Started With Image Control and Camera Movements: |
Creative Challenges and Simple Solutions
Perspective and Parallel Lines |
Challenge: You want to photograph a building, or a stand of trees, yet keep all lines parallel even though you must angle the camera upwards to encompass the scene.
Solution: Rise. First, align the camera back parallel to the subject. Then, by using the rise movement, the lens' point of view is moved above eye level, thereby keeping vertical lines parallel. Rise, fall and shift are all parallel movements that move the lens up, down and sideways relative to the center of the camera back.
Control of Perspective and Parallel Lines |
Challenge: You need more control of perspective than you can achieve with front rise, fall and shift.
|Solution: Drop Bed - Front and rear are tilted backward at the same degree and thereby kept parallel, giving the effect of increased Front Fall.|
|Incline Bed - Front and rear are tilted forward at the same degree and kept parallel, giving the effect of increased Front Rise.|
|Shift Bed - Front and rear are swung in the same direction to the same degree, giving the same effect as Shift, but with dramatically increased control.|
| Increasing Depth of Field |
Challenge: You see a vast landscape with a field of flowers and distant mountains. You want to have both the flowers near the camera and the distant mountain in focus at the same time. Even if you used the smallest aperture on your lens, you might still need greater depth-of-field.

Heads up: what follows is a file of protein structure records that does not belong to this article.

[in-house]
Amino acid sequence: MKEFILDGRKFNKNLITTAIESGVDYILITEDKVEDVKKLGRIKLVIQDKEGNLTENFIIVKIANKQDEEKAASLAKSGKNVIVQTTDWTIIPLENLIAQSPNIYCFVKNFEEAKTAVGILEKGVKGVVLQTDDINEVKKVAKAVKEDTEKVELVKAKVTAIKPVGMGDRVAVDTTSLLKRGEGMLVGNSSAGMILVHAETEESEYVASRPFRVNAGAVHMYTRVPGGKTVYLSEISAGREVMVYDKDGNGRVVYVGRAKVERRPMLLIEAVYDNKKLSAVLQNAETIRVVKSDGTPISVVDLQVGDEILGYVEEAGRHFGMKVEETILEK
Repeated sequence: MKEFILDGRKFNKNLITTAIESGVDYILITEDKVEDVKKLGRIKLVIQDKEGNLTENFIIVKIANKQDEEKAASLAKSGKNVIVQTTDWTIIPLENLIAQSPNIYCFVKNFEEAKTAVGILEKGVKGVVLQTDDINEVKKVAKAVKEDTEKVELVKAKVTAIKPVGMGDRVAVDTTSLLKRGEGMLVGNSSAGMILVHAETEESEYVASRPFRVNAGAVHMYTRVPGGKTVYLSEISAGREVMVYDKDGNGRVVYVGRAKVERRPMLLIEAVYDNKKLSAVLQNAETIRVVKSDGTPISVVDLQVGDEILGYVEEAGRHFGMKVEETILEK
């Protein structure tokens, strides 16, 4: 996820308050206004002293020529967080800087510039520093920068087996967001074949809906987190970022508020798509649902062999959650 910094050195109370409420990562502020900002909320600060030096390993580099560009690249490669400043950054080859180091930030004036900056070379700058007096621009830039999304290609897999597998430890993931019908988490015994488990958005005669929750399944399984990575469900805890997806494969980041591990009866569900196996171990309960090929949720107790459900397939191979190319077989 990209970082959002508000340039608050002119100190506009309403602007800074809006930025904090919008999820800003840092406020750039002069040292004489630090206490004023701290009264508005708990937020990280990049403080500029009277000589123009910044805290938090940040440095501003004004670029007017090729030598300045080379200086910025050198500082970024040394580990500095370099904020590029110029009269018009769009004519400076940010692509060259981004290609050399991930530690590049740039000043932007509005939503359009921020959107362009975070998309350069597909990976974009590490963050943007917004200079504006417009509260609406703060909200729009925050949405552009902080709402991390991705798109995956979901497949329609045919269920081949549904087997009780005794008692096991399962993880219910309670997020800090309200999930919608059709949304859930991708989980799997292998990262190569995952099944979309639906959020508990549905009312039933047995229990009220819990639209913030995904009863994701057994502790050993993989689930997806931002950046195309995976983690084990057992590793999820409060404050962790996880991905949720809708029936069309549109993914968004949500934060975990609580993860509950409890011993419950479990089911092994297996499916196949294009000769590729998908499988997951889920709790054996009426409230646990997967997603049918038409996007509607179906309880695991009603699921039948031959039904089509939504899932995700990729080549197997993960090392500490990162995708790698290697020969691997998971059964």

|Solution: Front Tilt. Tilting the lens forward will extend the plane of focus far beyond the effect of using a small lens aperture and allow you to get near and far objects in focus at the same time. Front tilt is usually combined with using a small aperture such as f/16 or f/22. It does not replace using a small aperture, but rather enhances the effect over a greater subject plane.|
|Challenge: Imagine focusing on a white picket fence, running from near to far, diagonally through your composition. With ordinary cameras you can either focus on the beginning, middle, or end of the fence, use a small aperture, and hope to get most of it in focus.|
|Solution: Front Swing. With a field camera, you can swing your lens to position it roughly parallel to the fence. This will allow you to get the fence in sharp focus from beginning to end, even with a wide open aperture.|
Challenge: You want to focus on just one leaf or flower and leave everything else in the scene a soft blur. Or, you want to recreate an effect you may have seen in a fashion magazine where only the model's eyes are sharp, and all the clothes are softly blurred.
|Solution: Front Tilt-Backward can be used to accomplish these selective focus effects with ease. Front swing can be used for a similar effect with objects to the left or right of your composition center. Swinging in either direction will bring objects in or out of focus.|
or Distort the Shape or Size of An Object|
Challenge: You want to emphasize a large rock, or other visual element in the foreground of a landscape.
|Solution: Rear Tilt. By tilting the back away from the lens, you will notice that the size and shape of objects in the foreground become exaggerated. Similarly,|
|Rear Swing will pivot the back from side to side, manipulating the shape of objects to the right or left of the composition.|
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